The terrorist attacks on September 11 clearly meet that threshold and tragically underscore the need to fight the war on terrorism regardless of international support.

Once the national interest was clear, President Bush acted and would have acted even if the U.N. had not supported him. To the credit of the member states, however, the U.N. strongly supported America's war on terrorism.


I see the Bush Administration's foreign policy as the mirror image of the Clinton Administration's foreign policy--both containing the same elements, but with the order of priority reversed. The Bush Administration's foreign policy is a realist foreign policy, what Richard Haass, Director of the Office of the Policy Planning Staff at the U.S. Department of State calls "hardheaded multilateralism."7

Most of the audience should be familiar with the policy because every nation--aside from the U.S. under the Clinton Administration--practices it. But in the interest of thoroughness, "hardheaded multilateralism" dictates that a nation should seek out international support, provided that support does not undermine its national interests. Stated differently, a nation should support multilateral initiatives that serve its interests and oppose those that do not.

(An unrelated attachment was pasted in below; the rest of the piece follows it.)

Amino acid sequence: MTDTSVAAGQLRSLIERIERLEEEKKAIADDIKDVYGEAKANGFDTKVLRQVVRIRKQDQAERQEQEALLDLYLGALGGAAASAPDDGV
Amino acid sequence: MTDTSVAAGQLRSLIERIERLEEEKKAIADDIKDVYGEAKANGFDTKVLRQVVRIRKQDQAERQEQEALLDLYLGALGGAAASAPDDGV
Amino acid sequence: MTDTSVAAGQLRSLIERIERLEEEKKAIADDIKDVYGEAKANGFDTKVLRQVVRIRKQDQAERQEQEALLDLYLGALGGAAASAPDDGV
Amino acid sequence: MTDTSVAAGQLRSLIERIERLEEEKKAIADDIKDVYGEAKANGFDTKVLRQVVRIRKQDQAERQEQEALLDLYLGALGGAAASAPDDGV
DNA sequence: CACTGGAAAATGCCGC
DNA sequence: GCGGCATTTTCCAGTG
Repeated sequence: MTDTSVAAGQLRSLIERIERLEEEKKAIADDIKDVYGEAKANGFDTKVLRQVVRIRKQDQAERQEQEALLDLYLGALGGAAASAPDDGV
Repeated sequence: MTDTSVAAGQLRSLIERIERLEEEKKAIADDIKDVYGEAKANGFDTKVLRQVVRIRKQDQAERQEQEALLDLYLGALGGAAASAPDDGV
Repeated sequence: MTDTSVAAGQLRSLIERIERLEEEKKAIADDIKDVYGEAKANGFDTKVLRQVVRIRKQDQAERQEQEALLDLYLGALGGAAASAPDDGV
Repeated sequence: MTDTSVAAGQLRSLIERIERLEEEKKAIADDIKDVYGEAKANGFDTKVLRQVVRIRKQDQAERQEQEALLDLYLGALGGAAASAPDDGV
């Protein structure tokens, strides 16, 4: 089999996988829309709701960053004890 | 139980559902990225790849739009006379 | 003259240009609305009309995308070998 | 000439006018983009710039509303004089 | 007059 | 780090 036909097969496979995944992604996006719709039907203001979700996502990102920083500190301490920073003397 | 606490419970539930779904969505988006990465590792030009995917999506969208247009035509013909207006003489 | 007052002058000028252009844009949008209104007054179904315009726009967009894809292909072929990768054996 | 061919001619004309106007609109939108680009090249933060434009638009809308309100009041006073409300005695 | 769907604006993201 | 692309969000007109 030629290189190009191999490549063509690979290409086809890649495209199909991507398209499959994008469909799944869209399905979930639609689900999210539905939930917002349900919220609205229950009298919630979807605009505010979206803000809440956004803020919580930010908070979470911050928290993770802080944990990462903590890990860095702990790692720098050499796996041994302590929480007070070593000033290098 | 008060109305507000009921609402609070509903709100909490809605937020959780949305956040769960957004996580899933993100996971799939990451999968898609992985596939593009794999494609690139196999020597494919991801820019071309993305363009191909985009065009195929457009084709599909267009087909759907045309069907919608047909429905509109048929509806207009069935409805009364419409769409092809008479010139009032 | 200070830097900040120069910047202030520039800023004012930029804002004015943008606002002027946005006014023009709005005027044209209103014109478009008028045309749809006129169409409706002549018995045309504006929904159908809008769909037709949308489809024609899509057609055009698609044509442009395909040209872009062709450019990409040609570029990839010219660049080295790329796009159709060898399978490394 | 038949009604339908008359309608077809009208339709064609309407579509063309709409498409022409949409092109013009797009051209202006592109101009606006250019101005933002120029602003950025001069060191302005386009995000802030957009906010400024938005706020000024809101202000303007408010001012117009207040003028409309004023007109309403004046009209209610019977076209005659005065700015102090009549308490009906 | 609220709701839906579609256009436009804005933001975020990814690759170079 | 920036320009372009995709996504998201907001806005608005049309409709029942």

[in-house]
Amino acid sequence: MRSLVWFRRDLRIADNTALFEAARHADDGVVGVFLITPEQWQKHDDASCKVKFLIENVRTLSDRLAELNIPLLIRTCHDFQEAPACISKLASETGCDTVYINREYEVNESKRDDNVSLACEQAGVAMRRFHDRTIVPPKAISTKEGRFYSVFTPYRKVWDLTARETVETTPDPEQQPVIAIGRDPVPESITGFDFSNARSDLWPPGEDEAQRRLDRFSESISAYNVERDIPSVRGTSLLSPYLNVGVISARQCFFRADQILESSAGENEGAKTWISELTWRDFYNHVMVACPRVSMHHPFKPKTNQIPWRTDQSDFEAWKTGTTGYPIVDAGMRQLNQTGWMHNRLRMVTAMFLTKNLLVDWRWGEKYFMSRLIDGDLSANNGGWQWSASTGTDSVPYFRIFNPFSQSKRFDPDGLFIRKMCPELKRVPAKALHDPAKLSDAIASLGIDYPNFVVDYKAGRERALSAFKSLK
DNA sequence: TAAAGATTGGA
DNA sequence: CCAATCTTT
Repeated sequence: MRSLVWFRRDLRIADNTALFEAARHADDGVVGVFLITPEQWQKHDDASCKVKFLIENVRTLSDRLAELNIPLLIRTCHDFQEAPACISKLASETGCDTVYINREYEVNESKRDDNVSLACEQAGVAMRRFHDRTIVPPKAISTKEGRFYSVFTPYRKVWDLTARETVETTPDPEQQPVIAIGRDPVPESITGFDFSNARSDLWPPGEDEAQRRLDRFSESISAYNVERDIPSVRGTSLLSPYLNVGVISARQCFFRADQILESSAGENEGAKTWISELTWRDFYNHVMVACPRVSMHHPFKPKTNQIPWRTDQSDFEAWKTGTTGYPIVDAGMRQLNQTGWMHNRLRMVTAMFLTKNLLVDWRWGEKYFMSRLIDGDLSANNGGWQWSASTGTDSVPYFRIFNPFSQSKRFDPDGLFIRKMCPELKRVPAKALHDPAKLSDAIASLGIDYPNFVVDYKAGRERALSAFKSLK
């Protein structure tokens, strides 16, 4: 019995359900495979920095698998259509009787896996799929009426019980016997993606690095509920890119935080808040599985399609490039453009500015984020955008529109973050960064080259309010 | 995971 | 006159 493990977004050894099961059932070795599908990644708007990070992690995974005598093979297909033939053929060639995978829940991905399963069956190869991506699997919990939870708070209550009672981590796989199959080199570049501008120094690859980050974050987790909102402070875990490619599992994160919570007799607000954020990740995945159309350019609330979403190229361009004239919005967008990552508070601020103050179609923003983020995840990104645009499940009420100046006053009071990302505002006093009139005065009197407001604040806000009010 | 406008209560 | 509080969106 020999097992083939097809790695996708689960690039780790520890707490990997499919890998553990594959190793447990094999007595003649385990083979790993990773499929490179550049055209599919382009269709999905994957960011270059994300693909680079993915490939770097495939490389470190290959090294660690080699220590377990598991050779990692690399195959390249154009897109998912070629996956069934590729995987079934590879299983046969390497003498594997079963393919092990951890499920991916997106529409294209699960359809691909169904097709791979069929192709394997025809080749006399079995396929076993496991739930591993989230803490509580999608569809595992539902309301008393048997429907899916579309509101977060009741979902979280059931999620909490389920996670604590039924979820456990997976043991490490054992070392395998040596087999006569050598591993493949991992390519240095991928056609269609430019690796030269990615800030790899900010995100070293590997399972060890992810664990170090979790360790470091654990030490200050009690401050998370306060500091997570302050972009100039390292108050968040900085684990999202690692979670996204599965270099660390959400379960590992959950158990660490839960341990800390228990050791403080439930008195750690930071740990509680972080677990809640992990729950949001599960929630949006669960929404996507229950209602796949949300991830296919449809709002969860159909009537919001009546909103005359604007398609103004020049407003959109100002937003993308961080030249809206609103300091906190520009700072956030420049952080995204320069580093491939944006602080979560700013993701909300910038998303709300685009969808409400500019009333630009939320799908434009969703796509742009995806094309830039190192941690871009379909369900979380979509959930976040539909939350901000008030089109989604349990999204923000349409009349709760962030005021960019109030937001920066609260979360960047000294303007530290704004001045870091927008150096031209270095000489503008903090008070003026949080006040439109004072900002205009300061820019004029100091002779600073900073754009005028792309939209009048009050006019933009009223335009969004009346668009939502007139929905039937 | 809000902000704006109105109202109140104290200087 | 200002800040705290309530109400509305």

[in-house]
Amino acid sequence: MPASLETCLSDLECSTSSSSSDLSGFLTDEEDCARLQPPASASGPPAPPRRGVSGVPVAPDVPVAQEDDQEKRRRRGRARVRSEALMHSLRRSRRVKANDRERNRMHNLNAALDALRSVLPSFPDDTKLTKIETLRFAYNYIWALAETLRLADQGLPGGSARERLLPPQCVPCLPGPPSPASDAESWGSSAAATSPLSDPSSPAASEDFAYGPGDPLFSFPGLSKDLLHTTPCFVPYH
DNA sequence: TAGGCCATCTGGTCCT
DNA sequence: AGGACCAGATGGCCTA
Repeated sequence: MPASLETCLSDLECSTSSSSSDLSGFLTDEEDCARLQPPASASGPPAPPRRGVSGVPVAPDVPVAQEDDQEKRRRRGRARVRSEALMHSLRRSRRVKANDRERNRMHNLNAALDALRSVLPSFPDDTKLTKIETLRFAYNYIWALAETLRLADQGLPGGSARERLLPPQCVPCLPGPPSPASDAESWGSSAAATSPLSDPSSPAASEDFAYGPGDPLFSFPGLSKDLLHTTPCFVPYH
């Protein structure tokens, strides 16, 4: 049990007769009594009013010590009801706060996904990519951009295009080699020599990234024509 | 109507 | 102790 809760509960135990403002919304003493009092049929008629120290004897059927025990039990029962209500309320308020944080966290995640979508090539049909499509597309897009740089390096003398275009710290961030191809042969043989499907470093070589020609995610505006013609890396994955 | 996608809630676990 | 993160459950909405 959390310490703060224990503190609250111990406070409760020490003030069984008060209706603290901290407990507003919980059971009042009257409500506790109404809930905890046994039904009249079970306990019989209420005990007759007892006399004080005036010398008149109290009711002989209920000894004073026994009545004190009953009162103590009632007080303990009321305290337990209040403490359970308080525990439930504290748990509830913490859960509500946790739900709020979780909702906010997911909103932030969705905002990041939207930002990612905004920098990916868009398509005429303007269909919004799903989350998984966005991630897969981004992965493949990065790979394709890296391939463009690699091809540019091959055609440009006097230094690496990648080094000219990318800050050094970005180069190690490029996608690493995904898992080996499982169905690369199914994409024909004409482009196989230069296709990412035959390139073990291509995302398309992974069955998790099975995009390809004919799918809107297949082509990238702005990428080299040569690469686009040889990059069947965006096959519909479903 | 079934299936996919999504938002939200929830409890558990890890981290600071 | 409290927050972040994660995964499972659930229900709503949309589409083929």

The war on terrorism is a case in point. Since September 11, America's preeminent national security priority is winning the war on terrorism. In order to effectively curb terrorist groups that act globally, America must gain the support and assistance of other nations. In addition to extending the war on terrorism to areas that might otherwise be beyond U.S. influence, a multilateral coalition against terrorism provides America with basing and overflight permission for its armed forces, human intelligence to complement its extensive electronic capabilities, logistical support, cooperation in criminal investigations, increased effectiveness in ferreti ng out and freezing the financial resources of terrorists, and greater security for American facilities and troops in other nations.